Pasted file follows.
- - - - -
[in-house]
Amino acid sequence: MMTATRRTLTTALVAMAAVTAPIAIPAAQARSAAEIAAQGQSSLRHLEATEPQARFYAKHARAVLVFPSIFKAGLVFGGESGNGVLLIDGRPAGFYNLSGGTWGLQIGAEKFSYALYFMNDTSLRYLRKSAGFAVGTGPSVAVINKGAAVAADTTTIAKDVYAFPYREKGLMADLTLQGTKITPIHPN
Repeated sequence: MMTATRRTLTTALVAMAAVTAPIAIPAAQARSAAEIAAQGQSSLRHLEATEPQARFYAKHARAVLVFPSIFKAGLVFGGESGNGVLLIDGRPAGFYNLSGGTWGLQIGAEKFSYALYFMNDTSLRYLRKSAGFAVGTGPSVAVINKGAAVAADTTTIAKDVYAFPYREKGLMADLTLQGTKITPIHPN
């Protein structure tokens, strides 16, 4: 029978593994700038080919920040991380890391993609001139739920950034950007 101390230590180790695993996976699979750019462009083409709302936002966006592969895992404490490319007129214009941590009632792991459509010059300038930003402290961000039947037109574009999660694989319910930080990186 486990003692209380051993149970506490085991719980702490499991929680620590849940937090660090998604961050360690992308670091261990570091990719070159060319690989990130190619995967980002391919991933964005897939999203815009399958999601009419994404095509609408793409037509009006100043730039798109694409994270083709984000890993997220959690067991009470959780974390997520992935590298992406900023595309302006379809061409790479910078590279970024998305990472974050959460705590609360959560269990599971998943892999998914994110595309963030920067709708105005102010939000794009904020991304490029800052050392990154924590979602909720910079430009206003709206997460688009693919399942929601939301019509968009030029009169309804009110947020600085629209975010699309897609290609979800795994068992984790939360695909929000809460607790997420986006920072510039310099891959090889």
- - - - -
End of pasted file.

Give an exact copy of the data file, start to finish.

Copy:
[in-house]
Amino acid sequence: MMTATRRTLTTALVAMAAVTAPIAIPAAQARSAAEIAAQGQSSLRHLEATEPQARFYAKHARAVLVFPSIFKAGLVFGGESGNGVLLIDGRPAGFYNLSGGTWGLQIGAEKFSYALYFMNDTSLRYLRKSAGFAVGTGPSVAVINKGAAVAADTTTIAKDVYAFPYREKGLMADLTLQGTKITPIHPN
Repeated sequence: MMTATRRTLTTALVAMAAVTAPIAIPAAQARSAAEIAAQGQSSLRHLEATEPQARFYAKHARAVLVFPSIFKAGLVFGGESGNGVLLIDGRPAGFYNLSGGTWGLQIGAEKFSYALYFMNDTSLRYLRKSAGFAVGTGPSVAVINKGAAVAADTTTIAKDVYAFPYREKGLMADLTLQGTKITPIHPN
């Protein structure tokens, strides 16, 4: 029978593994700038080919920040991380890391993609001139739920950034950007 101390230590180790695993996976699979750019462009083409709302936002966006592969895992404490490319007129214009941590009632792991459509010059300038930003402290961000039947037109574009999660694989319910930080990186 486990003692209380051993149970506490085991719980702490499991929680620590849940937090660090998604961050360690992308670091261990570091990719070159060319690989990130190619995967980002391919991933964005897939999203815009399958999601009419994404095509609408793409037509009006100043730039798109694409994270083709984000890993997220959690067991009470959780974390997520992935590298992406900023595309302006379809061409790479910078590279970024998305990472974050959460705590609360959560269990599971998943892999998914994110595309963030920067709708105005102010939000794009904020991304490029800052050392990154924590979602909720910079430009206003709206997460688009693919399942929601939301019509968009030029009169309804009110947020600085629209975010699309897609290609979800795994068992984790939360695909929000809460607790997420986006920072510039310099891959090889």